Funny royal rule that means King Charles can take away George, Charlotte and Louis toys

Everyone knows that the Royal Family must abide by a series of strict rules and codes of conduct at all times, whether that is adhering to specific protocol, attending events or arriving in a certain order.

While those seem enough to remember, there is another rule that affects Prince George, Princess Charlotte and Prince Louis.

During her impressive 96 years, the late Queen visited over 120 countries and made countless visits in and around the UK. On every engagement she was gifted several weird and wonderful presents, much like other members of her family – including the Prince and Princess of Wales.

As kind as these gestures are, there is a strict rule which means any gift that is handed over to the Royals during a visit does not automatically belong to them and the monarch has the right to decide what to do with it.

When it comes to gift-giving, the Royal Family are famous for buying one another gag gifts. Previous purchases have included a leather toilet seat, a singing hamster, a 'grow-your-own girlfriend' kit and a shower cap that read 'Ain't life a b****'.

But other gifts that are given to the Royal Family during trips, tours and engagements are governed by a different set of rules. The Royals have a seven-page handbook on presents – when they can accept them, when they must reject or return them and how they are recorded.

These rules mean that anything that is handed over automatically belongs to the monarch and will not be owned by that member of the family unless they themselves accede to the throne.

Therefore, all of the teddy bears and sweet presents that were sent to the palace or handed to Prince William and Kate when George, Charlotte and Louis were born still belong to King Charles. The rule doesn't extend to any birthday or Christmas presents exchanged within the family.

The Royal Family's own rules explain: "Gifts are defined as official when received during an official engagement or duty or in connection with the official role or duties of a member of The Royal Family." This includes anything handed over during a walkabout or during official visits within the UK and overseas from members of the public.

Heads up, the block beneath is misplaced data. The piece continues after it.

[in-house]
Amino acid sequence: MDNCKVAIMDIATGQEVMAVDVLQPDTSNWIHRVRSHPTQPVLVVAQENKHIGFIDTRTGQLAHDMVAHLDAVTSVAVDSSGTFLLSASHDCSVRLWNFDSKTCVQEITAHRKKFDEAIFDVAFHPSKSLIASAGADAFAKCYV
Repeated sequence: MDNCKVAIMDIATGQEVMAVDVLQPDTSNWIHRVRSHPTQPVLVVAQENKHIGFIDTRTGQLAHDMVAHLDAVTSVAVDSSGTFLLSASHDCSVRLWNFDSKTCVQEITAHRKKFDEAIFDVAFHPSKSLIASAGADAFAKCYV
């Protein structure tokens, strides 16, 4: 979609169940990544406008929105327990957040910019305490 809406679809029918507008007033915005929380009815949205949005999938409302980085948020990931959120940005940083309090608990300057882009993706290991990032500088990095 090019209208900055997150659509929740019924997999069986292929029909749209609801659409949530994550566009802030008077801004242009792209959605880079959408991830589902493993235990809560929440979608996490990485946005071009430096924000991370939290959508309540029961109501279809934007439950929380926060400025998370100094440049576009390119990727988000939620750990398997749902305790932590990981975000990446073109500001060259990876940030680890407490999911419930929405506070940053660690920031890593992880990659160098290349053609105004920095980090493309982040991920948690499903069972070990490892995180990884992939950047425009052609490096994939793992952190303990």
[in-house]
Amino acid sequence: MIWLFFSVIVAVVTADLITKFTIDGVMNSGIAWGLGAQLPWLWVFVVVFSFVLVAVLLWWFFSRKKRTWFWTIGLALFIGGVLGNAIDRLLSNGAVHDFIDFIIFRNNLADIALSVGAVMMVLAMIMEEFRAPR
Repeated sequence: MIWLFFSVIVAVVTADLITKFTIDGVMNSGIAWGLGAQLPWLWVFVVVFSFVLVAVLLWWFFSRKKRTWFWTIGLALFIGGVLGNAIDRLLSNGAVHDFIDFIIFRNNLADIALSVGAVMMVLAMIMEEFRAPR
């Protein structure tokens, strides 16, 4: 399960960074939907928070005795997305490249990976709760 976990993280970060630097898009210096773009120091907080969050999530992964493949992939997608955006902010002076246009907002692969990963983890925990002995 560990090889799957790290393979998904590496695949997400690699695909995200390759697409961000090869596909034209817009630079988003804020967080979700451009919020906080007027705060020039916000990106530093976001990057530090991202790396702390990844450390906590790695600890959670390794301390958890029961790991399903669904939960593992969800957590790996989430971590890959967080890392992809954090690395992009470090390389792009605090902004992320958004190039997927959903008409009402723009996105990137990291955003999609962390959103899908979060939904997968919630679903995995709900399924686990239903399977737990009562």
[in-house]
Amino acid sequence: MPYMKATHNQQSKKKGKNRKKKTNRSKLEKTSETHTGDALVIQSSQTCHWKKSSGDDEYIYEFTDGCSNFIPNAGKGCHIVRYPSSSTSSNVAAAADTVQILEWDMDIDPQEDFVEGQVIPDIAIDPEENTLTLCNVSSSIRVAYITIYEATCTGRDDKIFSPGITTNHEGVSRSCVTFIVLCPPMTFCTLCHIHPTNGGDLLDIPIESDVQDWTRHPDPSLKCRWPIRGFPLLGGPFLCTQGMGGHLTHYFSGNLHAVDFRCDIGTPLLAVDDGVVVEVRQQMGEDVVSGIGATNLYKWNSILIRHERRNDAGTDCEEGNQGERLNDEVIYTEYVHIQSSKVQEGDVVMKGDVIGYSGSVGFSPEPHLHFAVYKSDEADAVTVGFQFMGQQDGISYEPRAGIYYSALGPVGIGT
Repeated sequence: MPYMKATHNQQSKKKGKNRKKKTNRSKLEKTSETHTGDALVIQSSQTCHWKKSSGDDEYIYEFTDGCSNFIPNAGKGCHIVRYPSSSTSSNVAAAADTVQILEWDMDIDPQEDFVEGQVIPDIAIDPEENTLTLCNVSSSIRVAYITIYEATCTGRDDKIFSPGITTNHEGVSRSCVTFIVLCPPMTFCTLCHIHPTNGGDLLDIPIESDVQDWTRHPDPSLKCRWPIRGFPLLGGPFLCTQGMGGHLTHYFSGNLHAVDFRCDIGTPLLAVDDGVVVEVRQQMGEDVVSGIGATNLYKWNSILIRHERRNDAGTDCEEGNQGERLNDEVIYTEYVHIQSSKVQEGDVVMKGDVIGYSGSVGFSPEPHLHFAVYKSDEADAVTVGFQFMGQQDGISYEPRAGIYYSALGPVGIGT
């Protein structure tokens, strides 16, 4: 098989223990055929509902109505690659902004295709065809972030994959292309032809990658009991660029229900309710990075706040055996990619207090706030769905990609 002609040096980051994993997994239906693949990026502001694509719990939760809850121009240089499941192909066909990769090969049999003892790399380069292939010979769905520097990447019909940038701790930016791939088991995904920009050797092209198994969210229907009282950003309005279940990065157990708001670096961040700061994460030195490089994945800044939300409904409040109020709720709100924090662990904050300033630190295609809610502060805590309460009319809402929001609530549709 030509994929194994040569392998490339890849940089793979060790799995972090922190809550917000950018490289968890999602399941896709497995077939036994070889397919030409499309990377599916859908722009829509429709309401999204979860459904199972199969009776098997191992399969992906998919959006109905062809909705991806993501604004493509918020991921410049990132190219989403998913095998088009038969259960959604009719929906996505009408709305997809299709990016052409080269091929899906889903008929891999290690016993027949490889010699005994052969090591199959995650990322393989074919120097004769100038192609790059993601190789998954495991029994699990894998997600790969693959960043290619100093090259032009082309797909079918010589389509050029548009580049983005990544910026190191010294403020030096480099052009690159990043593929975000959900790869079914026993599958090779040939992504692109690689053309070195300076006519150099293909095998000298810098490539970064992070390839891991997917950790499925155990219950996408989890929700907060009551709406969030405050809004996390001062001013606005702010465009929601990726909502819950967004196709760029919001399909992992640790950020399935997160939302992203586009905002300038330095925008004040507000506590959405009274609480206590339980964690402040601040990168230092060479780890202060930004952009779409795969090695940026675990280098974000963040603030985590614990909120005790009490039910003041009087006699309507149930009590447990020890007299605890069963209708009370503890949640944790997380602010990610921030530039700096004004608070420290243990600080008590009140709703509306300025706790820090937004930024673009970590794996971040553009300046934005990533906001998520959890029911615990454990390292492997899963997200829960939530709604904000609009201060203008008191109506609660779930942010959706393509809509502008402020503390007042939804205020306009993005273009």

The guidance says: "Official gifts are not the private property of the Member of The Royal Family who receives them but are instead received in an official capacity in the course of official duties in support of, and on behalf of The King."

Even after the gift has been given, there is strict process for how they are handled after the engagement. All gifts must be registered on an official 'gift received form" – which is simply a record of everything that has been given to the royals.

These gifts extend to the countless bunches of flowers that are handed over to the likes of the Queen, the Princess of Wales and the Duchess of Edinburgh every year. But what happens to them?

According to Keith Roy with the Monarchist League of Canada, the flowers are "always reused". Roy continues to explain that flowers are always given to charities or churches and it is also said that the Princess of Wales will take some of the flowers she is given to the family's Norfolk home, Anmer Hall.

If they are on a foreign royal tour, it is said the royals take their flowers back to their hotel rooms and are then donated to local charities, churches and organisations. The royals are also often given gifts that usually come in the form of toys.

These toys must be first given to security to undergo a rigorous test. If the gift passes the inspection, the royal can then decide what they would like to do with it. If it is valued at a price under £150, the royals can choose to give the gift to their members of staff or opt to donate it to charities which are close to their heart. Alternatively, they can choose to keep it for themselves.

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